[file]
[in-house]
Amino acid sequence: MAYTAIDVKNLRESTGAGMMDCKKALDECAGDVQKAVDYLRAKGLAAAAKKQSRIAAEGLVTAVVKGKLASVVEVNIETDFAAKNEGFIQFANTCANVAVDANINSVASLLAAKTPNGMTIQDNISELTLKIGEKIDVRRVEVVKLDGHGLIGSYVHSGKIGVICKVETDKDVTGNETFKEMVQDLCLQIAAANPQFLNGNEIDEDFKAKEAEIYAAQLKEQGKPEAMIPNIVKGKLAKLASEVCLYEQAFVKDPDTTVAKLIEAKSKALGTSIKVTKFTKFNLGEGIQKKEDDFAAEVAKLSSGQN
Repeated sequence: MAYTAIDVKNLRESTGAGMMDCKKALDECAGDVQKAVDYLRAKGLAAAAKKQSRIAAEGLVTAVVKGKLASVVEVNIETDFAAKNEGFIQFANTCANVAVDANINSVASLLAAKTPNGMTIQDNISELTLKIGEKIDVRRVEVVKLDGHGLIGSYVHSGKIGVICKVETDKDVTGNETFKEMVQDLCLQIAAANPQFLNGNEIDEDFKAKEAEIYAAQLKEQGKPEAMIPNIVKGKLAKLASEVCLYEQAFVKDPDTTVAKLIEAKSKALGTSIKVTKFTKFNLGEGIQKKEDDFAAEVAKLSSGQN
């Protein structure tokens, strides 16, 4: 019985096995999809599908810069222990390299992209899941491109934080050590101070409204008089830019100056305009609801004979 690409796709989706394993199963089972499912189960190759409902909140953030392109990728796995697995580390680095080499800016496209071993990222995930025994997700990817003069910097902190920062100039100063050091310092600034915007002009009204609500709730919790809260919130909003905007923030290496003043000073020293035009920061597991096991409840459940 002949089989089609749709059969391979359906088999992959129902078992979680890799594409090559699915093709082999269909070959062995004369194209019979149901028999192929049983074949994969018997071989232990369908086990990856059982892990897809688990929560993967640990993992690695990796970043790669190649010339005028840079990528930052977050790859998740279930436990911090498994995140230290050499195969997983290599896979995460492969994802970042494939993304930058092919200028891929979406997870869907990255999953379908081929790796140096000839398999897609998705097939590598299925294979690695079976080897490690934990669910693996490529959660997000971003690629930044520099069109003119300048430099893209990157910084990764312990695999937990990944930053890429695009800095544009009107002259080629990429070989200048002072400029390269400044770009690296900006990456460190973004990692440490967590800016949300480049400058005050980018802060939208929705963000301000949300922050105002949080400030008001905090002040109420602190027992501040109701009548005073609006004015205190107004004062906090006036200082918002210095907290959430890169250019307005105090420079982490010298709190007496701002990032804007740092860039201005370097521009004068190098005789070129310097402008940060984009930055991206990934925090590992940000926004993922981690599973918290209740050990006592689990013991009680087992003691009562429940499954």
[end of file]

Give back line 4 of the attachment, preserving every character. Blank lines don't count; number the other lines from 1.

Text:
């Protein structure tokens, strides 16, 4: 019985096995999809599908810069222990390299992209899941491109934080050590101070409204008089830019100056305009609801004979 690409796709989706394993199963089972499912189960190759409902909140953030392109990728796995697995580390680095080499800016496209071993990222995930025994997700990817003069910097902190920062100039100063050091310092600034915007002009009204609500709730919790809260919130909003905007923030290496003043000073020293035009920061597991096991409840459940 002949089989089609749709059969391979359906088999992959129902078992979680890799594409090559699915093709082999269909070959062995004369194209019979149901028999192929049983074949994969018997071989232990369908086990990856059982892990897809688990929560993967640990993992690695990796970043790669190649010339005028840079990528930052977050790859998740279930436990911090498994995140230290050499195969997983290599896979995460492969994802970042494939993304930058092919200028891929979406997870869907990255999953379908081929790796140096000839398999897609998705097939590598299925294979690695079976080897490690934990669910693996490529959660997000971003690629930044520099069109003119300048430099893209990157910084990764312990695999937990990944930053890429695009800095544009009107002259080629990429070989200048002072400029390269400044770009690296900006990456460190973004990692440490967590800016949300480049400058005050980018802060939208929705963000301000949300922050105002949080400030008001905090002040109420602190027992501040109701009548005073609006004015205190107004004062906090006036200082918002210095907290959430890169250019307005105090420079982490010298709190007496701002990032804007740092860039201005370097521009004068190098005789070129310097402008940060984009930055991206990934925090590992940000926004993922981690599973918290209740050990006592689990013991009680087992003691009562429940499954």